Lever-arm launch

In order to scale up the Kitewinder system we must use out-of -the-box thinking, since the lifter kite must be enlarged to the point that it cannot be safely handled. A large lifter kite is required to both lift the turbine system and also provide tension in the cable drive so that it can operate properly. My estimates for a 10 Kw system would require a 100 M2 kite which will have a lifting force of 270 Kg at a wind speed of 10 M/sec. Handling a kite of this size would require a crew of people and be extremely dangerous to manually launch, especially in high winds.
My idea is to launch the kite with auxiliary tethers at the four corners so that it is restrained to maintain its shape. Controlled unwinding of the main tether (cable drive) and the 4 auxiliary tethers will keep the kite in an open position and maintain maximum lift. Landing the kite will reverse this operation. This system can be made fully automatic if the unwind speeds of the auxiliary tethers is coordinated with the unwinding of the primary tether (cable drive). A restrained kite of its nature will require no controls, will operate at a fixed tether angle and be intrinsically safe because there are 4 auxiliary tethers available if any of the tethers break.
The problem is to find a method to raise the extended kite to an elevation of 10 – 30 meters, where the wind is strong enough to continue the launch. Considering a 100 M2 SS (single skin) kite with bridling will only weigh about 30 Kg, this should not be too difficult. I have thought of two methods to achieve this but I am sure there many others. The first method is to use a lever arm which is temporally attached to the primary tether so that when the tether is retracted a short distance, the arm will lift the kite to the launching altitude. The second method is to lift the kite with an array of LTA balloons which can be retracted when the launching height (10-30 meters) is achieved. We could use helium, hydrogen or hot air for the lifting gas and the balloons can be emptied between launches. For example we only need about 25 M3 of helium to lift the 30 Kg weight.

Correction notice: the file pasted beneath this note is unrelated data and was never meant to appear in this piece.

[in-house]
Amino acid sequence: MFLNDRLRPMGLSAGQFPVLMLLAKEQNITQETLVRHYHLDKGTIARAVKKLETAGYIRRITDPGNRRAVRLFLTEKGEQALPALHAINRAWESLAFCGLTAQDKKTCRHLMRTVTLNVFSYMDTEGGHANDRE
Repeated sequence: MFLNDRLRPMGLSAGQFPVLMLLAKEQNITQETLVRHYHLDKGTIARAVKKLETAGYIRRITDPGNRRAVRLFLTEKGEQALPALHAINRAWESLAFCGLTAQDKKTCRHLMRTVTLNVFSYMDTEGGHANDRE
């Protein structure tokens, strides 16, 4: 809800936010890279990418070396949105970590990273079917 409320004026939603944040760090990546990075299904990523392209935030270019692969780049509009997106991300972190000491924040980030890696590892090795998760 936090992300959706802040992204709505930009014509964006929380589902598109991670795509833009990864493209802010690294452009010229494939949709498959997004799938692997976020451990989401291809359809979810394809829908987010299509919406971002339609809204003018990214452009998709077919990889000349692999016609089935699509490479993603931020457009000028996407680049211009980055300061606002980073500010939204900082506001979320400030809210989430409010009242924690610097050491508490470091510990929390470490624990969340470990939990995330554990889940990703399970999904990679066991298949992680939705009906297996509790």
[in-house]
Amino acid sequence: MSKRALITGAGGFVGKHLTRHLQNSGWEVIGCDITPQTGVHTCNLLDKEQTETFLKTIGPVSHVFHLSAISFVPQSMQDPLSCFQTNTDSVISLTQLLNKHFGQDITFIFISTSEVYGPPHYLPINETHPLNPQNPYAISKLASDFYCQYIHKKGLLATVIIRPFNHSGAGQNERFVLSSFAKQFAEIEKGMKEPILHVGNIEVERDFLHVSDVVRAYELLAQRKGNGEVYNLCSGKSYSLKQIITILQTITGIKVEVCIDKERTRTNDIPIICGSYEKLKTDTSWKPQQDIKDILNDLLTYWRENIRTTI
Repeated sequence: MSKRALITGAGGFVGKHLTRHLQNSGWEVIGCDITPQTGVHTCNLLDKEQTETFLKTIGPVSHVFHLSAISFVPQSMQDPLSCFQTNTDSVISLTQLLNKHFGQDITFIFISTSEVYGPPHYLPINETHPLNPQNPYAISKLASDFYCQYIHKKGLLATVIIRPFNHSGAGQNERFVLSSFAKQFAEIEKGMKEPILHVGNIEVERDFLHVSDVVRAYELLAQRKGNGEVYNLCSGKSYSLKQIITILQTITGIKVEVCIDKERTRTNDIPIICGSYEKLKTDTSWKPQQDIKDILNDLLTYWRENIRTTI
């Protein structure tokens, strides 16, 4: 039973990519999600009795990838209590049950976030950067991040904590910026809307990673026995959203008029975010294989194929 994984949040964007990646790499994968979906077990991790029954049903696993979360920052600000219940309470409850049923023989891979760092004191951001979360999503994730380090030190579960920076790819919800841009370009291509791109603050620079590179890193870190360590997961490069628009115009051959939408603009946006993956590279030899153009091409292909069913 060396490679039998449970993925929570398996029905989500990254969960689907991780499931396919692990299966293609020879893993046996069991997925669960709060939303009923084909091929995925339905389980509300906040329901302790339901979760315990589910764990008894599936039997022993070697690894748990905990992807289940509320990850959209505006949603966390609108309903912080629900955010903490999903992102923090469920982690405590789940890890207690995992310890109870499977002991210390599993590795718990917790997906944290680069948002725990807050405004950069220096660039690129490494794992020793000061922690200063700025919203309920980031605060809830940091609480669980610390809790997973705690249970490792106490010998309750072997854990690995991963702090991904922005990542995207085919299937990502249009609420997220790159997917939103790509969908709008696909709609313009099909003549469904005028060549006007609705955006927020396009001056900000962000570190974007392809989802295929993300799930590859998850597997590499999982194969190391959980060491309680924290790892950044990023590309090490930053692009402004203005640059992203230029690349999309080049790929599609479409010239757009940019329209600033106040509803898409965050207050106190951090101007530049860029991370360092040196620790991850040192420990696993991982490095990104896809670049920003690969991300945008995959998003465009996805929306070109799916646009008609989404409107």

I have ideas for multiple coaxial turbines, crosswind operation and reorienting turbines to face the wind. These items will enhance performance but are secondary to a system of safely automatically launching and landing a Kitewinder system. Without this or other automatic launching systems, Kitewinder will be limited to generating small amounts of power.
In order to scale up the Kitewinder system we must use out-of -the-box thinking, since the lifter kite must be enlarged to the point that it cannot be safely handled. A large lifter kite is required to both lift the turbine system and also provide tension in the cable drive so that it can operate properly. My estimates for a 10 Kw system would require a 100 M2 kite which will have a lifting force of 270 Kg at a wind speed of 10 M/sec. Handling a kite of this size would require a crew of people and be extremely dangerous to manually launch, especially in high winds.
My idea is to launch the kite with auxiliary tethers at the four corners so that it is restrained to maintain its shape. Controlled unwinding of the main tether (cable drive) and the 4 auxiliary tethers will keep the kite in an open position and maintain maximum lift. Landing the kite will reverse this operation. This system can be made fully automatic if the unwind speeds of the auxiliary tethers is coordinated with the unwinding of the primary tether (cable drive). A restrained kite of its nature will require no controls, will operate at a fixed tether angle and be intrinsically safe because there are 4 auxiliary tethers available if any of the tethers break.
The problem is to find a method to raise the extended kite to an elevation of 10 – 30 meters, where the wind is strong enough to continue the launch. Considering a 100 M2 SS (single skin) kite with bridling will only weigh about 30 Kg, this should not be too difficult. I have thought of two methods to achieve this but I am sure there many others. The first method is to use a lever arm which is temporally attached to the primary tether so that when the tether is retracted a short distance, the arm will lift the kite to the launching altitude. The second method is to lift the kite with an array of LTA balloons which can be retracted when the launching height (10-30 meters) is achieved. We could use helium, hydrogen or hot air for the lifting gas and the balloons can be emptied between launches. For example we only need about 25 M3 of helium to lift the 30 Kg weight.